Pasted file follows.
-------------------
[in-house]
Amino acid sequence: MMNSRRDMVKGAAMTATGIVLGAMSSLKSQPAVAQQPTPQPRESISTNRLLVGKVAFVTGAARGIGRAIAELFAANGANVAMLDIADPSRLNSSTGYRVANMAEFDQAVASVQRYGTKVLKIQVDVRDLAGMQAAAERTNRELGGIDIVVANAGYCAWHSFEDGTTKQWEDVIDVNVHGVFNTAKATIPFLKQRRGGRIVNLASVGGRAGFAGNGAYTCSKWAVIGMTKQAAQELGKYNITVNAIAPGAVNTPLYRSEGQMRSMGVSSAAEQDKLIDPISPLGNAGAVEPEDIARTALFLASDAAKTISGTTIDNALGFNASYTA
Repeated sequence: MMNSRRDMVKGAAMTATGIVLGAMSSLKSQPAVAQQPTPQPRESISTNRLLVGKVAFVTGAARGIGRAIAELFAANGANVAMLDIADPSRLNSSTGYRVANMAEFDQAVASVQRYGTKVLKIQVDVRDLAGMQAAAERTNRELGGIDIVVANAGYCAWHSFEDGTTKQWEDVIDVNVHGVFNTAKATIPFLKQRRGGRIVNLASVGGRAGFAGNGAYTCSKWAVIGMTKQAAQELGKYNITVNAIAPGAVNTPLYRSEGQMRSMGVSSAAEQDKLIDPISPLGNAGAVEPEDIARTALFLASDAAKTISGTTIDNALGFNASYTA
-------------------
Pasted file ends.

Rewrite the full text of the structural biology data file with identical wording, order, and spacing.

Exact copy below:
[in-house]
Amino acid sequence: MMNSRRDMVKGAAMTATGIVLGAMSSLKSQPAVAQQPTPQPRESISTNRLLVGKVAFVTGAARGIGRAIAELFAANGANVAMLDIADPSRLNSSTGYRVANMAEFDQAVASVQRYGTKVLKIQVDVRDLAGMQAAAERTNRELGGIDIVVANAGYCAWHSFEDGTTKQWEDVIDVNVHGVFNTAKATIPFLKQRRGGRIVNLASVGGRAGFAGNGAYTCSKWAVIGMTKQAAQELGKYNITVNAIAPGAVNTPLYRSEGQMRSMGVSSAAEQDKLIDPISPLGNAGAVEPEDIARTALFLASDAAKTISGTTIDNALGFNASYTA
Repeated sequence: MMNSRRDMVKGAAMTATGIVLGAMSSLKSQPAVAQQPTPQPRESISTNRLLVGKVAFVTGAARGIGRAIAELFAANGANVAMLDIADPSRLNSSTGYRVANMAEFDQAVASVQRYGTKVLKIQVDVRDLAGMQAAAERTNRELGGIDIVVANAGYCAWHSFEDGTTKQWEDVIDVNVHGVFNTAKATIPFLKQRRGGRIVNLASVGGRAGFAGNGAYTCSKWAVIGMTKQAAQELGKYNITVNAIAPGAVNTPLYRSEGQMRSMGVSSAAEQDKLIDPISPLGNAGAVEPEDIARTALFLASDAAKTISGTTIDNALGFNASYTA